On Tuesday night, journalist Amy Sullivan, a former senior editor for Time Magazine, spoke on her chosen topic, “Culture War Games: Religion and the 2012 Election,” in a challenging lecture sponsored by UCSB’s Walter H. Capps Center for the study of Ethics, Religion, and Public Life.

The speaker masterfully mixed wonky details about health-care laws and the associated issue of contraception for women (made famous by Rush Limbaugh calling Sandra Fluke a “slut”) to the deep constitutional debate over “religious freedom.” She pointed out that President Barack Obama has supported President George W. Bush’s faith-based initiative programs; indeed, he has increased their funding. When Catholic Americans argued that they should not be mandated by the feds to furnish birth control in their own hospitals, Obama and the Democrats scrambled and, under a good definition of religious liberty, made an exemption for them. In another sense, moderate Catholics weren’t specifically targeting women in their objection to making their church pay for something they ethically oppose.

Sullivan made it clear that creating a socially divisive, cultural “war game” against the Democrats — like “Obama’s War on Religion” — is not borne out by the facts under this administration. In candid small group conversations, she explained, President Obama sounds much more “religious” than George W. Bush. There is no “war on religion,” but it makes great politics for some Republican candidates.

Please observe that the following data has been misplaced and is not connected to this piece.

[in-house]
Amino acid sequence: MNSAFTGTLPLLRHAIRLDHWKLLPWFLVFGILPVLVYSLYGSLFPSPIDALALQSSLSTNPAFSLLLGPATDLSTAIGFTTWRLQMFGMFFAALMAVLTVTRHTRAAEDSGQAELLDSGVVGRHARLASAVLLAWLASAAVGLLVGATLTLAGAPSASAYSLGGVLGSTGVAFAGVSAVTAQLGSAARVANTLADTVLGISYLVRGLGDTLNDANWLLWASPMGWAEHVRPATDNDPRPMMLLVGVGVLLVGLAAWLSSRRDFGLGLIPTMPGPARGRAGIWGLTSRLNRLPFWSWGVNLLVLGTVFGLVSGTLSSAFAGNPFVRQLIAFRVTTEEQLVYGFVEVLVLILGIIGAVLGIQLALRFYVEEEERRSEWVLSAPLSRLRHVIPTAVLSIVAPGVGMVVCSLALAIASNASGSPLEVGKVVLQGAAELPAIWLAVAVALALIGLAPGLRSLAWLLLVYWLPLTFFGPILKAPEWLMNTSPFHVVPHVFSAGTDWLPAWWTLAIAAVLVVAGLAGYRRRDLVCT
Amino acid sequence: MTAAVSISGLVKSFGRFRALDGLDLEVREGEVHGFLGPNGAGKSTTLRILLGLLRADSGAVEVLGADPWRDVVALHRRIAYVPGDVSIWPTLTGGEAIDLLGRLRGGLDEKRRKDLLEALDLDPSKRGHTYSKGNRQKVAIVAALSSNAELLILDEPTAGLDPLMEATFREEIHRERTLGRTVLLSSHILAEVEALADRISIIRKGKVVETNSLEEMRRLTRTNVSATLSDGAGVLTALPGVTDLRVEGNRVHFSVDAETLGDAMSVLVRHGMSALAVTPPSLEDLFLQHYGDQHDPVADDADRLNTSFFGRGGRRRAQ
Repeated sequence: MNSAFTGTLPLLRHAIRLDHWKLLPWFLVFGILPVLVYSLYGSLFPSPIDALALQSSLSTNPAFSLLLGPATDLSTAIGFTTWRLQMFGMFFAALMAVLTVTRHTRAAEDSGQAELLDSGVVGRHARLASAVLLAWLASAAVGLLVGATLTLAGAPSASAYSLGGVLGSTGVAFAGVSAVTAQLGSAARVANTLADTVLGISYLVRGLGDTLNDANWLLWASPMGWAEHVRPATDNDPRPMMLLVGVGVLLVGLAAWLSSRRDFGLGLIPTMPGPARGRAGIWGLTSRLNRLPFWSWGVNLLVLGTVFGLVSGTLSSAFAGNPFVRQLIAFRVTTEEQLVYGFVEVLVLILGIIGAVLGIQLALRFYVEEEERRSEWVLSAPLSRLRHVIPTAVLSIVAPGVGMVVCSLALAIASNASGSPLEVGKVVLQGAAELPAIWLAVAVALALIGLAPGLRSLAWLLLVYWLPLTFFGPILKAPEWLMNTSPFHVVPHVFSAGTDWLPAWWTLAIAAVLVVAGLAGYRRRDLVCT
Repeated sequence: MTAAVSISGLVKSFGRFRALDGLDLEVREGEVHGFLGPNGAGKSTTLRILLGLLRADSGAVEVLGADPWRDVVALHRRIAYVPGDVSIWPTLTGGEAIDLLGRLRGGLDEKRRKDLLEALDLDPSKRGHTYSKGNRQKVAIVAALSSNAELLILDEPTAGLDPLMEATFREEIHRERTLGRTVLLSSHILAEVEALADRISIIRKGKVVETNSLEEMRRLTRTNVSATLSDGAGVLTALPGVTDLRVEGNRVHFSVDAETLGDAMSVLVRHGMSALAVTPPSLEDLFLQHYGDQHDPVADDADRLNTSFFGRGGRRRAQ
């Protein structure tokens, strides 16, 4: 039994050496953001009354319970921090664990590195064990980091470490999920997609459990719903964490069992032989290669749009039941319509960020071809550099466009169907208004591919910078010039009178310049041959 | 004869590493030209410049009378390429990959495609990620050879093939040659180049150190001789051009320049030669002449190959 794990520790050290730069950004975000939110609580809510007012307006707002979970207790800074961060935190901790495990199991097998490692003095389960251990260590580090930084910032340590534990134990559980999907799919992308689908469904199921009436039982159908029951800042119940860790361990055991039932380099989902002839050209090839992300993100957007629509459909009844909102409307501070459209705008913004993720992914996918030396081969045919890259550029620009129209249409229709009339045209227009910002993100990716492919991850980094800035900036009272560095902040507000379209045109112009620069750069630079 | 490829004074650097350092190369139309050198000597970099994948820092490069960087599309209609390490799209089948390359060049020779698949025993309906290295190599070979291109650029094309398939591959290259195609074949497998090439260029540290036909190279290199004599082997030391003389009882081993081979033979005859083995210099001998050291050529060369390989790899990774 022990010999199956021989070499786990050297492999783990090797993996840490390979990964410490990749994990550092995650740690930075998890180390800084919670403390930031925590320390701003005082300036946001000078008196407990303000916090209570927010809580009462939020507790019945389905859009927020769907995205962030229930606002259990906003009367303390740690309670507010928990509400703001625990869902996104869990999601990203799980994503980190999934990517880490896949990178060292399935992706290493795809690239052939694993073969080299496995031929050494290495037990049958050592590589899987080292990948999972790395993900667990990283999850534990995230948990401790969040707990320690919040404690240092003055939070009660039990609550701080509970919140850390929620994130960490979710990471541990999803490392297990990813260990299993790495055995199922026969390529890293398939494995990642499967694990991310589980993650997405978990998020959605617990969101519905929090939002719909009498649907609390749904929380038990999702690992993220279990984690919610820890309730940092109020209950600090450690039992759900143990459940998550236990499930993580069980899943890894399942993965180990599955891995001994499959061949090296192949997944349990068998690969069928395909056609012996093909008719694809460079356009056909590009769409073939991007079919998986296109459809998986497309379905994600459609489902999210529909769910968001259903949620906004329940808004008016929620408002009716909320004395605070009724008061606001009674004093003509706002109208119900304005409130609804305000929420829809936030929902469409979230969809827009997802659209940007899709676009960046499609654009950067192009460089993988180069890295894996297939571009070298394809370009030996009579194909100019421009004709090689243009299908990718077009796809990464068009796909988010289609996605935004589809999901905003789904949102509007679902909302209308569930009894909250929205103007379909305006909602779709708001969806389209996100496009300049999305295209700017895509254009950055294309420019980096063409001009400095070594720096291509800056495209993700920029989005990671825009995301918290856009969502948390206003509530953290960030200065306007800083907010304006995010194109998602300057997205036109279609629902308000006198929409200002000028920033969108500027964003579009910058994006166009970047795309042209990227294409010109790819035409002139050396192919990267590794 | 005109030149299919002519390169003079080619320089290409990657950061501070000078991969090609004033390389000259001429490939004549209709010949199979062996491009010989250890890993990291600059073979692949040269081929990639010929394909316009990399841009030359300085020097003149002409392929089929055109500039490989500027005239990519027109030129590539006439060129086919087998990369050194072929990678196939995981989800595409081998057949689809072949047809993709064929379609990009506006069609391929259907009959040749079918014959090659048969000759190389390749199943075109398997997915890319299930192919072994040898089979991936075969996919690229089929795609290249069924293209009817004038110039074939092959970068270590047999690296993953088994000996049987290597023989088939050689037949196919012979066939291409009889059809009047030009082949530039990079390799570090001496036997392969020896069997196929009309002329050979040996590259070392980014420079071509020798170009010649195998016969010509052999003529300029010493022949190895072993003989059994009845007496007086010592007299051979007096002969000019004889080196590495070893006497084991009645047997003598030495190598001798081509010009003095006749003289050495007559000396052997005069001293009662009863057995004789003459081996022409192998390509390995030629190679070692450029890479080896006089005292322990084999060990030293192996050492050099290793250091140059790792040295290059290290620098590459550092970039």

She noted that last week Mitt Romney stated categorically that “there is a war on religion in America” and it’s led by those who “wanted to establish a religion of secularism.” The conservative Catholic bishops association in Washington, D.C., has made the purported threats to “religious freedom” the main point on their yearly agenda. Many pundits wonder why the Republicans and conservatives stay with the “war on religion” issue when the economy and national debt were recently their main criticism of the administration.

Sullivan referred to reliable polls showing 85 percent of Americans responded that “religion is an important part of my life.” Another poll shows that 90 percent of Americans feel the First Amendment’s stress on religious liberty is crucial in our democracy and that it seems to be well-respected today. Sullivan stressed there really isn’t a “war on religion” in the U.S.A. today, just as there really isn’t a “war on women” either.

In January, the U.S. economy seemed obvious as the top election year story: joblessness, a sputtering recovery from 2008, the huge national debt, scandalously low funding for public education, taxes — plenty to fight about. Then cultural wedge issues popped up, specifically manipulated by candidates in the chaotic Republic primary process. Sullivan wisely showed the audience, with many students from UCSB present, that there are more basic issues, namely these two:

1) Do we want contraception to be available to all women?

2) Are there any limits to religious liberty?

Certainly the mix of religion and politics is always volatile, and our founding fathers explicitly separated church and state, with John F. Kennedy reiterating this absolute line in his presidential election over 50 years ago. Just as there are actually limits to freedom of speech, there are limits to religious freedoms as well.

As Sullivan pointed out adroitly, too much fixation on illusory “wars” on religion or on women prevent genuine dialogue on these highly complex problems. How can we grow as a country if we “militarize” our every social issue?

Editor’s Note: An earlier version of this story mistakenly attributed the Sandra Fluke characterization and has been corrected.


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